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Harvard’s TweetMap (ALPHA): Explore 125 Million Tweets

Monday, February 25th 2013
By Adena Schutzberg

Ben Lewis, who's over at the Harvard Center for Geographic Analysis shared that TweetMap, built on MapD (general purpose SQL database) and Harvard's WorldMap, is up and running in ALPHA.

Officially, "TweetMap ALPHA is an instance of the MapD big data platform developed through a collaboration between Todd Mostak and Harvard CGA." I corresponded with Mostak to learn a bit about the project and its future.

TweetMap allows the exploration of some 125 million tweets from 12/10/2012 to 12/31/2012. Visitors can query them by time, space, and keyword.  The hope is to increase the size of the database, perhaps to billions. Real time streaming from tweet-tweeted to tweet-on-the-map in under a second has been implemented.  MapD makes use of any number of commodity Graphic Processing Units - so it will use whatever it has access to use. Todd Mostak notes, "it runs equally well on my laptop with 1 GPU as our demo server with 4 as a Dell GPU server with 16 (of course the more GPUs you have, the faster things will run and the more data you can store)." GPUs, and their role and geospatial, are covered in this Directions Magazine article.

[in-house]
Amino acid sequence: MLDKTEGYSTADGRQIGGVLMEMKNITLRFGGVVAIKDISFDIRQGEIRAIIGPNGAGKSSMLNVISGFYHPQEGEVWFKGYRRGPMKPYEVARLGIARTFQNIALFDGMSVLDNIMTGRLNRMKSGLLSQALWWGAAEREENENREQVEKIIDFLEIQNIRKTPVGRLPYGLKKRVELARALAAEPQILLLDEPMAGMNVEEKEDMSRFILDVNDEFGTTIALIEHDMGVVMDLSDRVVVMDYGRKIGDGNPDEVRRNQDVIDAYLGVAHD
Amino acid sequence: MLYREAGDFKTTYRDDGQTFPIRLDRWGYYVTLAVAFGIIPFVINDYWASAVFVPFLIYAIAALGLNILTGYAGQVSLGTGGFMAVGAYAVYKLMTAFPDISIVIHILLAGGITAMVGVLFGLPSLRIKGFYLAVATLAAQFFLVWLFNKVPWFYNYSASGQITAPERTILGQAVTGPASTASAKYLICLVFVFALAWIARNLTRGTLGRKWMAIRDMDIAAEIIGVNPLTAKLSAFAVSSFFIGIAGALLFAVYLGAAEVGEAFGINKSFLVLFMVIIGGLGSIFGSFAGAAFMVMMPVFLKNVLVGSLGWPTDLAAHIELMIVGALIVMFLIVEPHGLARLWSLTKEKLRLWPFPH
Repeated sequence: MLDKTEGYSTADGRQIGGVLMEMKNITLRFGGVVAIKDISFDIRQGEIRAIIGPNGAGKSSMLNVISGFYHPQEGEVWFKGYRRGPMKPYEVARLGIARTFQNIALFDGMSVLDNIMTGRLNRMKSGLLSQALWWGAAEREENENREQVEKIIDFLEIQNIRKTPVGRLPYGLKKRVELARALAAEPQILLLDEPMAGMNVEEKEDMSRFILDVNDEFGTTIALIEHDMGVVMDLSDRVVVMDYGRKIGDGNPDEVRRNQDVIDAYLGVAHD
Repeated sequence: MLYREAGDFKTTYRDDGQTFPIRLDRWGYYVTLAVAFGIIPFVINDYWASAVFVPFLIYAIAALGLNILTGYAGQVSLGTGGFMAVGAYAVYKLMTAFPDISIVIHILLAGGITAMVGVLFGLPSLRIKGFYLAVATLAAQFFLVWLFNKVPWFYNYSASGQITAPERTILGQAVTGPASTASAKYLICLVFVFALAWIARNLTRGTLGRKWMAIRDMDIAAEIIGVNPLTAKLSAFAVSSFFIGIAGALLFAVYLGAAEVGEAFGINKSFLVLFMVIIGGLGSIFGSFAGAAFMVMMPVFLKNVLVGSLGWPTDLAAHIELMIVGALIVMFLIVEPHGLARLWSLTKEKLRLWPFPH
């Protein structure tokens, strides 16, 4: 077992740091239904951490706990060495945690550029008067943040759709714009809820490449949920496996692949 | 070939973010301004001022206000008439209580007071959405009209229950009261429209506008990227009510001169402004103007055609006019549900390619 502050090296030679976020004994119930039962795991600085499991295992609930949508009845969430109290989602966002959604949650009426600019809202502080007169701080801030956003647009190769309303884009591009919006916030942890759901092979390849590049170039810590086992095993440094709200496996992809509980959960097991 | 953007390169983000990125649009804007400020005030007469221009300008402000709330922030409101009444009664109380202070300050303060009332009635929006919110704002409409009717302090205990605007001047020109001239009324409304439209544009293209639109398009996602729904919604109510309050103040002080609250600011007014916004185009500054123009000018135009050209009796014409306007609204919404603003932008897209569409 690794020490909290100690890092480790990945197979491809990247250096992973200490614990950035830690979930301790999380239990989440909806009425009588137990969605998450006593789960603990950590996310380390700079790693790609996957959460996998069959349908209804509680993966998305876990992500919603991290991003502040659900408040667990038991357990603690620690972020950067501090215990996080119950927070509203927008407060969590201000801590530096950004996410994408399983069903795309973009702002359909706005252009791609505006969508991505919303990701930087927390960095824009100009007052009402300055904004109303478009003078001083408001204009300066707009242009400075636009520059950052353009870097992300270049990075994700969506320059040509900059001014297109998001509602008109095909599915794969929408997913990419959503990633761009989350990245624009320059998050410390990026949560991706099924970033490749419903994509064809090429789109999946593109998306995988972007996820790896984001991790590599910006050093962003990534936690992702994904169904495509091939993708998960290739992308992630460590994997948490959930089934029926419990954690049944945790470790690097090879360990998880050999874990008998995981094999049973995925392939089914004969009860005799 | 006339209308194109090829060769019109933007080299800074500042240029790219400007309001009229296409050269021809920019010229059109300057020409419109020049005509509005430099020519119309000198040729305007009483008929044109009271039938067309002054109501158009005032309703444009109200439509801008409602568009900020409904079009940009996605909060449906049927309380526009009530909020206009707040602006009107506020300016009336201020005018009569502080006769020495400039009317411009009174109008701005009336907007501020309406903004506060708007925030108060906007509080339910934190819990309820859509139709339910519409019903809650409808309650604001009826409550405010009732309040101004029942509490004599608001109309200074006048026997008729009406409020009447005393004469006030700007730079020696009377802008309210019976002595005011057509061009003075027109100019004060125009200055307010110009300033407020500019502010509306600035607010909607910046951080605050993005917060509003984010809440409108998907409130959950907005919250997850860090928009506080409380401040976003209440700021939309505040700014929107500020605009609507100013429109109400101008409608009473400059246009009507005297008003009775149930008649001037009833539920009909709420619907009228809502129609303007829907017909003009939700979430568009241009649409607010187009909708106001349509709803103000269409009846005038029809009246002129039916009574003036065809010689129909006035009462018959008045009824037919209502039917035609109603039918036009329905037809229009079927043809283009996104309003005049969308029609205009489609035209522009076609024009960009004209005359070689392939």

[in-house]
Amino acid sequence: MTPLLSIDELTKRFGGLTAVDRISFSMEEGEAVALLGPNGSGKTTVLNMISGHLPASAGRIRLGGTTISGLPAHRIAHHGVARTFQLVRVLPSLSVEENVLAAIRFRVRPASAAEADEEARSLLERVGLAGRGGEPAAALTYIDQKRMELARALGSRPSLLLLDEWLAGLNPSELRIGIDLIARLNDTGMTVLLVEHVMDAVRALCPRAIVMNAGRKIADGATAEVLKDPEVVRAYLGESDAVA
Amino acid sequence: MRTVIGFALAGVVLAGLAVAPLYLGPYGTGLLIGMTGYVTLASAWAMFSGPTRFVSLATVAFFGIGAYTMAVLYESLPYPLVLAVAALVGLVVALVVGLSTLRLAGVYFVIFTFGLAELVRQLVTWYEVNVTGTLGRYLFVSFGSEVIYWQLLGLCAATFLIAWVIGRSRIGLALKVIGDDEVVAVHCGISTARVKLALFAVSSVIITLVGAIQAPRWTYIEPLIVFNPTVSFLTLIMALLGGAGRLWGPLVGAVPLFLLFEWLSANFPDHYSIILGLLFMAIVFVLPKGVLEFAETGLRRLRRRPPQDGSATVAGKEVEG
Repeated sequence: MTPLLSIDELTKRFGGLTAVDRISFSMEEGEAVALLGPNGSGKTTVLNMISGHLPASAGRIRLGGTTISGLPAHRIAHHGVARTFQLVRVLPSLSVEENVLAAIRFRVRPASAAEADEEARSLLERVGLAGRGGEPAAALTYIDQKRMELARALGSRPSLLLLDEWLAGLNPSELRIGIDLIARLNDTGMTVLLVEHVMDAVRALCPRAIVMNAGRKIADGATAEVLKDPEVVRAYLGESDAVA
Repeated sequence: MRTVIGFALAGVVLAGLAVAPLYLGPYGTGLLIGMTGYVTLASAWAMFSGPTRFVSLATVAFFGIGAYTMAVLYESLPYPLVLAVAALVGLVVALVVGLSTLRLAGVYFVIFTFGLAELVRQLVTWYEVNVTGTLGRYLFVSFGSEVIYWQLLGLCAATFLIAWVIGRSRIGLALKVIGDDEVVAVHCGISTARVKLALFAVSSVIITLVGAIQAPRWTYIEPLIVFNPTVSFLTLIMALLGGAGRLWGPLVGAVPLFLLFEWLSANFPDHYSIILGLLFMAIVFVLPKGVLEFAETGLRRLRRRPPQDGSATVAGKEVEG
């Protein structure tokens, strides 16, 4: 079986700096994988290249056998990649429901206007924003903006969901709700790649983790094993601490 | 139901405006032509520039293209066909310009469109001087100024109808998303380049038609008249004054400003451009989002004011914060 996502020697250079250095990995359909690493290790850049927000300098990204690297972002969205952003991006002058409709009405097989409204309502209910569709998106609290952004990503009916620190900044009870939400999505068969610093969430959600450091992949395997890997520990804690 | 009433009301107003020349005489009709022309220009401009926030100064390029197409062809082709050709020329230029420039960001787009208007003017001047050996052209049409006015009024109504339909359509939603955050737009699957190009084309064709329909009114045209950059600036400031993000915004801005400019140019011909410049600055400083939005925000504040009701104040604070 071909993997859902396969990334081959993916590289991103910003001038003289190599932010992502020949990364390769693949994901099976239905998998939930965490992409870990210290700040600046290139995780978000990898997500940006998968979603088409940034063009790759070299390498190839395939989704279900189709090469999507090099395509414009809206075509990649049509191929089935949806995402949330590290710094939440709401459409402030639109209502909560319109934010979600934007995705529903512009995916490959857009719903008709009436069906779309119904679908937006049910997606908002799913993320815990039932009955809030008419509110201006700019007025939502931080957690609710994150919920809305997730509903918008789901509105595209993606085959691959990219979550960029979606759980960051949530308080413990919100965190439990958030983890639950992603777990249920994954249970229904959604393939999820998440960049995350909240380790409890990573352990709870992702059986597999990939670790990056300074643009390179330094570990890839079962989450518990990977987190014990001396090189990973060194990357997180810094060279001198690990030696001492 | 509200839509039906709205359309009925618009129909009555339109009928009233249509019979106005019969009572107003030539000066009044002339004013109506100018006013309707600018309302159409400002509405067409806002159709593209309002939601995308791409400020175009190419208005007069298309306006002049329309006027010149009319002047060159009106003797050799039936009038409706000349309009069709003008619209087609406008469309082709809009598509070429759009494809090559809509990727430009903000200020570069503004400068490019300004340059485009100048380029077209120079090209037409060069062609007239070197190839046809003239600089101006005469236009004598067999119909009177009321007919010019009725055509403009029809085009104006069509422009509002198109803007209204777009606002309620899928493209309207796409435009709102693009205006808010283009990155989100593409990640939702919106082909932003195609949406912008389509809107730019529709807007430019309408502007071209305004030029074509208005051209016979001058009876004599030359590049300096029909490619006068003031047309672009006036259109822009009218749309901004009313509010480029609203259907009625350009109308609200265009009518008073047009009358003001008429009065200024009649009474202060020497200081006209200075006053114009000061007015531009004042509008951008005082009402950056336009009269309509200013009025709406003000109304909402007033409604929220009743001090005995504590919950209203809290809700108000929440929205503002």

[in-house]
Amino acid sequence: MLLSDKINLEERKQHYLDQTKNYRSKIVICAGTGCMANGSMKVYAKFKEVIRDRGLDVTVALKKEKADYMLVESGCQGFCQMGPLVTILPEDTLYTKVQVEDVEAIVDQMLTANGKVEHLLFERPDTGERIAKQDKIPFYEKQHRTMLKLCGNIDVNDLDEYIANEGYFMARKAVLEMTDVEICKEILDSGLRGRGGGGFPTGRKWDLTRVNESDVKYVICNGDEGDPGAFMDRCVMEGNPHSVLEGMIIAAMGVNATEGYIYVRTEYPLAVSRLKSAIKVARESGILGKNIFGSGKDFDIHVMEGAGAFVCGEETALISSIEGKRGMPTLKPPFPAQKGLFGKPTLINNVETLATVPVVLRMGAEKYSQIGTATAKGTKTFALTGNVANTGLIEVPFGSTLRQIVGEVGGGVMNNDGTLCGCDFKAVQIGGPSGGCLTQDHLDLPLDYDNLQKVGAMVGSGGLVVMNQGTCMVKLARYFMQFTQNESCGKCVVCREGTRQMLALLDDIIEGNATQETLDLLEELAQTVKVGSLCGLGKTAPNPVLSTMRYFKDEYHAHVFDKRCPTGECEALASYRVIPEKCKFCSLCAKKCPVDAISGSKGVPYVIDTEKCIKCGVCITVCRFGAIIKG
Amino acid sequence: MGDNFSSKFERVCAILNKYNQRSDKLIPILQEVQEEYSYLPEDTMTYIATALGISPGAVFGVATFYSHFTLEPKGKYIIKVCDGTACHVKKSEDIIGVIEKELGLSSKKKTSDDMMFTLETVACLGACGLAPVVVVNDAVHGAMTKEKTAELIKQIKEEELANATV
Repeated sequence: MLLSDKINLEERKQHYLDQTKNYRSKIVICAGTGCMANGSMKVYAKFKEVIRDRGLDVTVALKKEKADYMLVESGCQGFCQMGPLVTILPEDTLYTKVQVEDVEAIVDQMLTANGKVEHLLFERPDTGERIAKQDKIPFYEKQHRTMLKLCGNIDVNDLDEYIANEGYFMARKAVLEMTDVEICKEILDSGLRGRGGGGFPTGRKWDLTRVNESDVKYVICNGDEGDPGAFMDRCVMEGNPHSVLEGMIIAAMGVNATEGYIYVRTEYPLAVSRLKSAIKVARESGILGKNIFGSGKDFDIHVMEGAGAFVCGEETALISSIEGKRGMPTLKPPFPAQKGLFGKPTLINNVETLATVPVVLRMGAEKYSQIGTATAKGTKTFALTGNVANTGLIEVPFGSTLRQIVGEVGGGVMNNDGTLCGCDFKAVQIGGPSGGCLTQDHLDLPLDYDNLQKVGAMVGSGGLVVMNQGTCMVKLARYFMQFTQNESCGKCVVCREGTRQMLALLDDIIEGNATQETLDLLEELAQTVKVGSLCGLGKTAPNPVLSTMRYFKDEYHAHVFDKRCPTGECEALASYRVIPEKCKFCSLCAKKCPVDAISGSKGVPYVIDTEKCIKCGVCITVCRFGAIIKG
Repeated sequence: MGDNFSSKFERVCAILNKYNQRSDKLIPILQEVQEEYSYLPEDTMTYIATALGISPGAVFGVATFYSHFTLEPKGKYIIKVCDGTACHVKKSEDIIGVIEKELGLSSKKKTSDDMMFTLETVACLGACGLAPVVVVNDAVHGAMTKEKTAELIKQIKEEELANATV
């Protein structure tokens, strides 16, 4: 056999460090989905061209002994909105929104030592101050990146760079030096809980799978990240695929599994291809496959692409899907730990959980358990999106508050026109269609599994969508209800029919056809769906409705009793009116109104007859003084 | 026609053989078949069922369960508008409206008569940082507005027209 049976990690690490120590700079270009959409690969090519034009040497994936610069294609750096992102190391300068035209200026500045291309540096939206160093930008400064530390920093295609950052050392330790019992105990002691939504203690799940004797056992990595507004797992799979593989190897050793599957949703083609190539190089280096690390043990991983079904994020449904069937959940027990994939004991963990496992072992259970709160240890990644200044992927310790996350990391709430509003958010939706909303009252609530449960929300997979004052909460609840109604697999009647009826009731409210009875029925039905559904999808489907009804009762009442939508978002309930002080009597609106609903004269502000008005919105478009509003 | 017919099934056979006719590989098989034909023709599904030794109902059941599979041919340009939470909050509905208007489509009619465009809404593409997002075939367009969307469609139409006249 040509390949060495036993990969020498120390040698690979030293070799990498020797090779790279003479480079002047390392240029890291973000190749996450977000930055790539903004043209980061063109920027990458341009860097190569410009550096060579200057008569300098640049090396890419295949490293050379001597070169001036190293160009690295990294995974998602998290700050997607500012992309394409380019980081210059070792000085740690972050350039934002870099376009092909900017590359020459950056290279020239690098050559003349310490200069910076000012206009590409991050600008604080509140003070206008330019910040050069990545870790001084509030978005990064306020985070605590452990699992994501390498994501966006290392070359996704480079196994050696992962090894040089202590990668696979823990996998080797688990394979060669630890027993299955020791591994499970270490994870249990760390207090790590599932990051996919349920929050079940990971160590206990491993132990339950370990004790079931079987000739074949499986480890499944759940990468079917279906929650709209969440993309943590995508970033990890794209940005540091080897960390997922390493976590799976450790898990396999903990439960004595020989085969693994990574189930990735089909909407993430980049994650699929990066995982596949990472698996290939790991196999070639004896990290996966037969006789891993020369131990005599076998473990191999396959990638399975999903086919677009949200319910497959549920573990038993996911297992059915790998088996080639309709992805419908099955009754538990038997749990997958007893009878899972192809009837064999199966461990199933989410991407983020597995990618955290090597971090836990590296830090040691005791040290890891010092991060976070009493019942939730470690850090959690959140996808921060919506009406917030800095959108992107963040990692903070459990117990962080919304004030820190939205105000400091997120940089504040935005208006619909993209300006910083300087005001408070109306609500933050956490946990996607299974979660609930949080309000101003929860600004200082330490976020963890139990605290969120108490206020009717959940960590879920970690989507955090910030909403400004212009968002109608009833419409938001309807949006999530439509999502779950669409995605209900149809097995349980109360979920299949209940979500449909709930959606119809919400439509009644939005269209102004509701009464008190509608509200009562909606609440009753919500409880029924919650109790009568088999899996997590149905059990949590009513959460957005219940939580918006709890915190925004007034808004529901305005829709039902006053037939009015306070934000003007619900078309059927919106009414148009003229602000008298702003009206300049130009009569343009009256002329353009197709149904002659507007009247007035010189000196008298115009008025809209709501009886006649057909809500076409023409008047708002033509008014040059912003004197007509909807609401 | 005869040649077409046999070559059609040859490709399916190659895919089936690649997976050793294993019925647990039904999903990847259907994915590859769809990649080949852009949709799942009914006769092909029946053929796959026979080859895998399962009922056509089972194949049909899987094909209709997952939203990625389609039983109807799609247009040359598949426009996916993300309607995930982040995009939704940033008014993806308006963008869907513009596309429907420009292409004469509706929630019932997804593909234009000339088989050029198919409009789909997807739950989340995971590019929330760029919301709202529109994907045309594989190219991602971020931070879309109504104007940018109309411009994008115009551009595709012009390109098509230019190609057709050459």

Harvard users (with a log-in) can even download the tweets found by their queries. The rest of us can see the results as individual "dots" (with details of the tweet content, data, lat/long, etc.) and/or see a heat map. The one at right is a query for "Obama" across the entire time frame. I also searched for "adena" and found but a handful - many around a geography with that name.

What's next? Mostak shares:

...we will soon allow for spatial joins/intersections of points to polygons.  This means that the user could upload an arbitrary shapefile of say census districts and basically find the average sentiment of tweets containing the word "Obama" in each district and then regress that against attribute data, such as income or education level for the district.  On 4 GPUs we should be able to do around 4 billion such joins per second, as opposed to PostGIS or ArcGIS which seem to top out at 10,000-20,000 such operations per second, allowing real-time choroplething and regression analysis of spatial data for datasets which might take PostGIS or ArcGIS many days to do the same thing.

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